Dr Anoop Kumar AS, critical care specialist in Kozhikode, was part of the teams that were able to diagnose Nipah virus with their quick thinking and swift action.
On 10 September 2023, four people were admitted to Aster MIMS Hospital in Kozhikode, Kerala. This included three children and one adult, all of whom were related to each other. They all presented with fever, cough and respiratory symptoms.
On further enquiry, the multidisciplinary team of doctors treating them found out that there was a death in their family 10 days back.
The father of two of the children, a 49-year-old, had died in another hospital nearby. Interestingly, all patients hailed from Maruthonkara, which was near the epicentre of the Nipah virus outbreak in Kerala in 2018. This worried the treating team, which included Dr Anoop Kumar AS who is the director of North Kerala (Cluster) of Critical Care Medicine at the Aster Hospitals.
Nipah is a zoonotic virus that spreads from infected animals like bats or pigs to humans. Dr Kumar has also been credited for catching the first Nipah outbreak in 2018 in time. His quick thinking and swift action helped the patients back then and are showing the same effect today.
“This clustering of cases with respiratory symptoms, coupled with a probable index (primary) case and the fact that they hail from the area near the previous epicentre, gave us a suspicion that it was a rare virus and that it could be Nipah,” Dr Kumar tells The Better India.
The team of doctors acted quickly by isolating these four patients and sent their samples to the National Institute of Virology (NIV), Pune. They also informed the state health authorities.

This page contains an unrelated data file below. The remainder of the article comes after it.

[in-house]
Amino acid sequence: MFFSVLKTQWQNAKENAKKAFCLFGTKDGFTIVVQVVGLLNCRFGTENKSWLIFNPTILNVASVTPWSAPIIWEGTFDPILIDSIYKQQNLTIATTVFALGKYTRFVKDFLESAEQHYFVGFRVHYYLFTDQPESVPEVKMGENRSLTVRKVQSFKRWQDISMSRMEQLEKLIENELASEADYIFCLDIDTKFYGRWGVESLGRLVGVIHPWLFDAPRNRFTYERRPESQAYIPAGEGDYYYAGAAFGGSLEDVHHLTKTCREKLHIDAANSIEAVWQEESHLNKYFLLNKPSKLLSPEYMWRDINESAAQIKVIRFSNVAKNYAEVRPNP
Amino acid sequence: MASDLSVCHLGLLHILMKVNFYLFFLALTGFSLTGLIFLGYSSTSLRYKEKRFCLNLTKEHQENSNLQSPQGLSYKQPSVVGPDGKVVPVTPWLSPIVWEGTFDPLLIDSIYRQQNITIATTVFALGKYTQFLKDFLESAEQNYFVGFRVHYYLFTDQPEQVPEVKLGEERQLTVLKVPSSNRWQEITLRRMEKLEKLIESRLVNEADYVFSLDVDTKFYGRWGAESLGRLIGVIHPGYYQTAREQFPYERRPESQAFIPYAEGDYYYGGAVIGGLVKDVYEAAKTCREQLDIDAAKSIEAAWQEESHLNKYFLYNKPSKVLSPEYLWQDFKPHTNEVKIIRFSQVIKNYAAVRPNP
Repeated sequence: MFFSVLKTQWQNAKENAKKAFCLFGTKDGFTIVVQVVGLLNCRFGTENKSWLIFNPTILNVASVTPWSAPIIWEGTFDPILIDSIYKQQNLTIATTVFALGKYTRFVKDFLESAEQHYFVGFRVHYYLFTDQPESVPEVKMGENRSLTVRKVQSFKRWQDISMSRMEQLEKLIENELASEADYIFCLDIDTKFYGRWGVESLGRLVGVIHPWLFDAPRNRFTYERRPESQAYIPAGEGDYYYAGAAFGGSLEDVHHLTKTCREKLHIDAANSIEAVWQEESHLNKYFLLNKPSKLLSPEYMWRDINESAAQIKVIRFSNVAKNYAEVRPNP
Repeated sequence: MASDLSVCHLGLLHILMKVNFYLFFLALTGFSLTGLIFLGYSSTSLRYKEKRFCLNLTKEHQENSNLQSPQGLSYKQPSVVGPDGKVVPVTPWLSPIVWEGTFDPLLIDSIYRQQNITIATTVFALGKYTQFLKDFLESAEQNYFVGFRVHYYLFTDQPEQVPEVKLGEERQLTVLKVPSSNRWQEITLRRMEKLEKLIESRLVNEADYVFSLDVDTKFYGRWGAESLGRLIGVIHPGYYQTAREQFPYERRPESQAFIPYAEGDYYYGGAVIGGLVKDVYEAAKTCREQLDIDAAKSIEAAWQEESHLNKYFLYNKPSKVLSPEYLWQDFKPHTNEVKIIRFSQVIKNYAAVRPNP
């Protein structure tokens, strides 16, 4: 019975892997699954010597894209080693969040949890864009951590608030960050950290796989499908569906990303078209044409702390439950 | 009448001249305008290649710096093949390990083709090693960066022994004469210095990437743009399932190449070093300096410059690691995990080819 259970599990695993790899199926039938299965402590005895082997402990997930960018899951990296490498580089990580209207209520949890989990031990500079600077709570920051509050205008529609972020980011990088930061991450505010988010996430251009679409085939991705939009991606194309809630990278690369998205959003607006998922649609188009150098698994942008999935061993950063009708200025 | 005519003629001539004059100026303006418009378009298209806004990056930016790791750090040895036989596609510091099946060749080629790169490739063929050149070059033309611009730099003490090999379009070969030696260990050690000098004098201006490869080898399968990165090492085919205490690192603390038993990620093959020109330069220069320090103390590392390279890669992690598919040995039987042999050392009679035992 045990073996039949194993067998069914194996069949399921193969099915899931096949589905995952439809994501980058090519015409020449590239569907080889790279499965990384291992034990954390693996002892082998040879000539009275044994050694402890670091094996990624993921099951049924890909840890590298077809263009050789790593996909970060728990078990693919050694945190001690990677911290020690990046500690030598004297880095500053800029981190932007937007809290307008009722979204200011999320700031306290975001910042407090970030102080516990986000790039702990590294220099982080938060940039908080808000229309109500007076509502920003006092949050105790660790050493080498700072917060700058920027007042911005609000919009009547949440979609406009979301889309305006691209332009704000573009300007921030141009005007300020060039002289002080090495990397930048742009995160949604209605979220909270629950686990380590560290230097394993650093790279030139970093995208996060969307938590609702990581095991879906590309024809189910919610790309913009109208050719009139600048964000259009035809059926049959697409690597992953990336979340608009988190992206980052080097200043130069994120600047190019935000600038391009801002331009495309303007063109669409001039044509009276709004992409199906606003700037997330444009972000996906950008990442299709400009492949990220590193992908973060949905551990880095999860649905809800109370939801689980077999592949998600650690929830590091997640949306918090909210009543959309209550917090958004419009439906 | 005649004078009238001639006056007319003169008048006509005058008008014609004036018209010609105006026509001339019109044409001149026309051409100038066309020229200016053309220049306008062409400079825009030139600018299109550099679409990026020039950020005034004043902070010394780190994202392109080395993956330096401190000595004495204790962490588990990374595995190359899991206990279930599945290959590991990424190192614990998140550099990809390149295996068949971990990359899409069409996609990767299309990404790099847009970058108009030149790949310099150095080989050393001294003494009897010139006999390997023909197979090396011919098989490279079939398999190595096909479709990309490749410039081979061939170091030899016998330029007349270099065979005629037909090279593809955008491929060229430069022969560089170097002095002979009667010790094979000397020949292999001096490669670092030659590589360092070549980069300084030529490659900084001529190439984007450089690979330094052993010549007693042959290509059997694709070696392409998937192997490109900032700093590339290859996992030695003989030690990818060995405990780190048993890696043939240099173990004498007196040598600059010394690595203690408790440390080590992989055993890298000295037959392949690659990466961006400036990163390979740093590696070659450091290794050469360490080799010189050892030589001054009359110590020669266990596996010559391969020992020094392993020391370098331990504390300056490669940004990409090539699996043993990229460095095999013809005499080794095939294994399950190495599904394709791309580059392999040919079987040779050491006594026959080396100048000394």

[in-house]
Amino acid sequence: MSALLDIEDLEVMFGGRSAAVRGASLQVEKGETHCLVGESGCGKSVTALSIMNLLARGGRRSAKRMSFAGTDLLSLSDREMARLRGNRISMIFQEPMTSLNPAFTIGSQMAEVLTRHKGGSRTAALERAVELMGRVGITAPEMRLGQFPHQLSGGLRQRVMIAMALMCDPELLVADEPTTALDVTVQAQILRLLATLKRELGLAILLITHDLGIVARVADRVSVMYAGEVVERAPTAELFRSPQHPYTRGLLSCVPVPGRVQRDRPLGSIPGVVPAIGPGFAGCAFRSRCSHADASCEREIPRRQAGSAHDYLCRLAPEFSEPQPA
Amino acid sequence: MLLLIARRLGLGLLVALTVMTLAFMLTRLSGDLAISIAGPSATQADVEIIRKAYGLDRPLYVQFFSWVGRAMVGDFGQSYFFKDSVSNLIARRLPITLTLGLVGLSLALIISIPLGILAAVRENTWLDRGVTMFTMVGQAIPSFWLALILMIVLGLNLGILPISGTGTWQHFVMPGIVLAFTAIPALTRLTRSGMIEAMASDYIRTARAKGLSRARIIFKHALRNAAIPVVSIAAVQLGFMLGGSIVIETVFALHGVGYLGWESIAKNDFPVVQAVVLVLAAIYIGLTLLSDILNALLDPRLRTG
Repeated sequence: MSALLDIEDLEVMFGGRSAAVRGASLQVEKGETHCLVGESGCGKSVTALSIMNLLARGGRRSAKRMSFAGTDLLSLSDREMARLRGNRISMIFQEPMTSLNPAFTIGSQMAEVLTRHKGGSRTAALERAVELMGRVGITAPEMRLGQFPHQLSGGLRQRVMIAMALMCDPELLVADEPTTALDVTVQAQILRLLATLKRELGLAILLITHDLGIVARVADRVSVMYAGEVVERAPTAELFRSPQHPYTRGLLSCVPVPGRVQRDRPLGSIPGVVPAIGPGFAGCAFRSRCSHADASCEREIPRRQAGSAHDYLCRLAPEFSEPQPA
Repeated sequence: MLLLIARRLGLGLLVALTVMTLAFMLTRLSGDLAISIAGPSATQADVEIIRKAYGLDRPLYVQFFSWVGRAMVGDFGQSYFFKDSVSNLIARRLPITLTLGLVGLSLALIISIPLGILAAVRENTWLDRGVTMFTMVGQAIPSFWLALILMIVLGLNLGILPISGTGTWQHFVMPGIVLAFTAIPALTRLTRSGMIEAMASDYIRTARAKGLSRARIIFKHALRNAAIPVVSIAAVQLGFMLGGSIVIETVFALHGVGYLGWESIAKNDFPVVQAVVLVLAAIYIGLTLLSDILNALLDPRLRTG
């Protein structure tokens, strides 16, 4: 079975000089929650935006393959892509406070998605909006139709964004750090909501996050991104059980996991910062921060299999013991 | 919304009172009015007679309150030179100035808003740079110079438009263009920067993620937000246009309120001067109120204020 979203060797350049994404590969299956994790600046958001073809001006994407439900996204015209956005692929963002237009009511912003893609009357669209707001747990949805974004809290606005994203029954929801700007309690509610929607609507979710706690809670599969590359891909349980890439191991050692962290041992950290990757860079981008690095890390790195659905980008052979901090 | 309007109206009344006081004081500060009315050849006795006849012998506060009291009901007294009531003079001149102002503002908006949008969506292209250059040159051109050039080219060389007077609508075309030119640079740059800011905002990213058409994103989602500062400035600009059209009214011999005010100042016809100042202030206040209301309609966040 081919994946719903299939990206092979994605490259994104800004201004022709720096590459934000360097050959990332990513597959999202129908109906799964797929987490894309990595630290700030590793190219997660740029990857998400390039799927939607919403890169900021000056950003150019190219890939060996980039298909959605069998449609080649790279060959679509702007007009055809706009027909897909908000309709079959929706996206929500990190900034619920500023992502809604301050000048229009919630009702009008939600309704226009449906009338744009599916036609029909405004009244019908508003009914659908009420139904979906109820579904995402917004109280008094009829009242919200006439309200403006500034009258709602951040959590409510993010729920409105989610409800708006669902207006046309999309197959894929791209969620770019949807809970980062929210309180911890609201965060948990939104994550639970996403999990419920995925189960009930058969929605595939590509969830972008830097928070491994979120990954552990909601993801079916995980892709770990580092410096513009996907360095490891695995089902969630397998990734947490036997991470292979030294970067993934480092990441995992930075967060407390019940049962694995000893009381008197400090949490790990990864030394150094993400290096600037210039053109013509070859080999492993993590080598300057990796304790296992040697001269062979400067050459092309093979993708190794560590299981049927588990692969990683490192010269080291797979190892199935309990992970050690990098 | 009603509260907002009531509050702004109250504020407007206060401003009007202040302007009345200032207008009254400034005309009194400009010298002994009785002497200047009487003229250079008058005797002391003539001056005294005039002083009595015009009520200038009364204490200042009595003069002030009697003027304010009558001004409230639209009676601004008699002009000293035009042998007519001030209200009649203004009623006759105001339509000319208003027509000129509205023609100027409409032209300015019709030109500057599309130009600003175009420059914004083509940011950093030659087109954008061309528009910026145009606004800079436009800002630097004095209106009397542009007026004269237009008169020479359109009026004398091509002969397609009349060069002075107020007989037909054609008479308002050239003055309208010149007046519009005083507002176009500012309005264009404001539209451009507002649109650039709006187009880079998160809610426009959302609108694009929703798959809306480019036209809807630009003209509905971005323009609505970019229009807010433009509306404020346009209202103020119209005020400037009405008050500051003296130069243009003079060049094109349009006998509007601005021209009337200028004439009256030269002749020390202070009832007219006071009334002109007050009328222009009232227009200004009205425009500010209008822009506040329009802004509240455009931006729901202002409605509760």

But the sudden death on 11 September of a 42-year-old patient with similar symptoms but in a different hospital kept the doctors suspicious.
Tracing the disease route
“We first started probing the death of the kids’ father. The initial reports said that he died of bronchopneumonia and multi-organ failure. However, on reanalysis, we found that he had unusual symptoms like slurring of speech, diplopia (double vision),” Dr Kumar tells The Better India.
At the same time, his nine-year-old elder son, who was admitted with severe breathing difficulties, started developing convulsions and was put on ventilator support.
This development was followed by the patient admitted in a different hospital. He had severe pneumonia with a fever and cough for three days along with a low platelet count and died of a cardiac arrest in the emergency room. Although he didn’t hail from the same village as the index case, the doctors were alert.
So why would a healthy, young adult die of pneumonia in just three days?
“This was unusual in the case of normal bronchopneumonia. We started probing in detail. We followed the Nipah protocols in handling the body and didn’t give it to the family. We sent his sample also to NIV the same night,” adds Dr Kumar.
They found that there was an overlap between this patient and the first patient.
“He was a patient’s relative who was being treated in the same hospital as the index case. We got the discharge summary of that patient to establish the exact connection. He had been in the same ICU as the first patient who died on 29 August,” adds the critical care doctor.
This 42-year-old man and two of the four admitted tested positive for Nipah virus. Three others have also tested positive in Kozhikode, taking the total Nipah cases currently to six.